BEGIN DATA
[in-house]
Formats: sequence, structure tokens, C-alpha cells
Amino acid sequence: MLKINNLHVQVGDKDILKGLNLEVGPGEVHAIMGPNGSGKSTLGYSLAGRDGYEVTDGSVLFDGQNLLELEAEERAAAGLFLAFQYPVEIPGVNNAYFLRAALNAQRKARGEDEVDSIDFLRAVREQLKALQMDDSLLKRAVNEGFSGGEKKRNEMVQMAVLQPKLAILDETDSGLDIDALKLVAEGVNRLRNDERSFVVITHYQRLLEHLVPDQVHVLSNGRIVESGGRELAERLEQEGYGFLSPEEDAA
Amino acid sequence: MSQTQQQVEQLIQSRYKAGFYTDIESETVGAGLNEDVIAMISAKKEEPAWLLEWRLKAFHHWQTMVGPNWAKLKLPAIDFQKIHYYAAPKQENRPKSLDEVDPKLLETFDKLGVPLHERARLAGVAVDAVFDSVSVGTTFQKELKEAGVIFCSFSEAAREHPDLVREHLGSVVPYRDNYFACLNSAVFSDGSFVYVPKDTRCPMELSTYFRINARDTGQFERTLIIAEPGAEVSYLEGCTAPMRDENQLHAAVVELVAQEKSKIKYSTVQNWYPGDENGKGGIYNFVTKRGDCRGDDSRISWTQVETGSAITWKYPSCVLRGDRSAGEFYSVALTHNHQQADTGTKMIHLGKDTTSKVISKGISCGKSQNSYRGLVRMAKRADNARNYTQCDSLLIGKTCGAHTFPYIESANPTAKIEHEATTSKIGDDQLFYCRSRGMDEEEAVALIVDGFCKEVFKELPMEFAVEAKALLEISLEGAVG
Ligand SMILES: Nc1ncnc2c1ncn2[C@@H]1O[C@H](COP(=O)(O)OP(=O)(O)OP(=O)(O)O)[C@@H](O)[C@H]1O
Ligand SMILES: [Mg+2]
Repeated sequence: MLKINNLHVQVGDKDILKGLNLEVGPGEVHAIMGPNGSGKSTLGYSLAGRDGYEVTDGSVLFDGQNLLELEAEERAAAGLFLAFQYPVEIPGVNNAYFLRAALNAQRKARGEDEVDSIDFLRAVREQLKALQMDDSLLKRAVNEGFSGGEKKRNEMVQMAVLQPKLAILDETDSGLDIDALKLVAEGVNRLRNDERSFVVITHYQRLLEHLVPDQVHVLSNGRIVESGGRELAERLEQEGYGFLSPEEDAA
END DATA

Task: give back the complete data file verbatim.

[in-house]
Formats: sequence, structure tokens, C-alpha cells
Amino acid sequence: MLKINNLHVQVGDKDILKGLNLEVGPGEVHAIMGPNGSGKSTLGYSLAGRDGYEVTDGSVLFDGQNLLELEAEERAAAGLFLAFQYPVEIPGVNNAYFLRAALNAQRKARGEDEVDSIDFLRAVREQLKALQMDDSLLKRAVNEGFSGGEKKRNEMVQMAVLQPKLAILDETDSGLDIDALKLVAEGVNRLRNDERSFVVITHYQRLLEHLVPDQVHVLSNGRIVESGGRELAERLEQEGYGFLSPEEDAA
Amino acid sequence: MSQTQQQVEQLIQSRYKAGFYTDIESETVGAGLNEDVIAMISAKKEEPAWLLEWRLKAFHHWQTMVGPNWAKLKLPAIDFQKIHYYAAPKQENRPKSLDEVDPKLLETFDKLGVPLHERARLAGVAVDAVFDSVSVGTTFQKELKEAGVIFCSFSEAAREHPDLVREHLGSVVPYRDNYFACLNSAVFSDGSFVYVPKDTRCPMELSTYFRINARDTGQFERTLIIAEPGAEVSYLEGCTAPMRDENQLHAAVVELVAQEKSKIKYSTVQNWYPGDENGKGGIYNFVTKRGDCRGDDSRISWTQVETGSAITWKYPSCVLRGDRSAGEFYSVALTHNHQQADTGTKMIHLGKDTTSKVISKGISCGKSQNSYRGLVRMAKRADNARNYTQCDSLLIGKTCGAHTFPYIESANPTAKIEHEATTSKIGDDQLFYCRSRGMDEEEAVALIVDGFCKEVFKELPMEFAVEAKALLEISLEGAVG
Ligand SMILES: Nc1ncnc2c1ncn2[C@@H]1O[C@H](COP(=O)(O)OP(=O)(O)OP(=O)(O)O)[C@@H](O)[C@H]1O
Ligand SMILES: [Mg+2]
Repeated sequence: MLKINNLHVQVGDKDILKGLNLEVGPGEVHAIMGPNGSGKSTLGYSLAGRDGYEVTDGSVLFDGQNLLELEAEERAAAGLFLAFQYPVEIPGVNNAYFLRAALNAQRKARGEDEVDSIDFLRAVREQLKALQMDDSLLKRAVNEGFSGGEKKRNEMVQMAVLQPKLAILDETDSGLDIDALKLVAEGVNRLRNDERSFVVITHYQRLLEHLVPDQVHVLSNGRIVESGGRELAERLEQEGYGFLSPEEDAA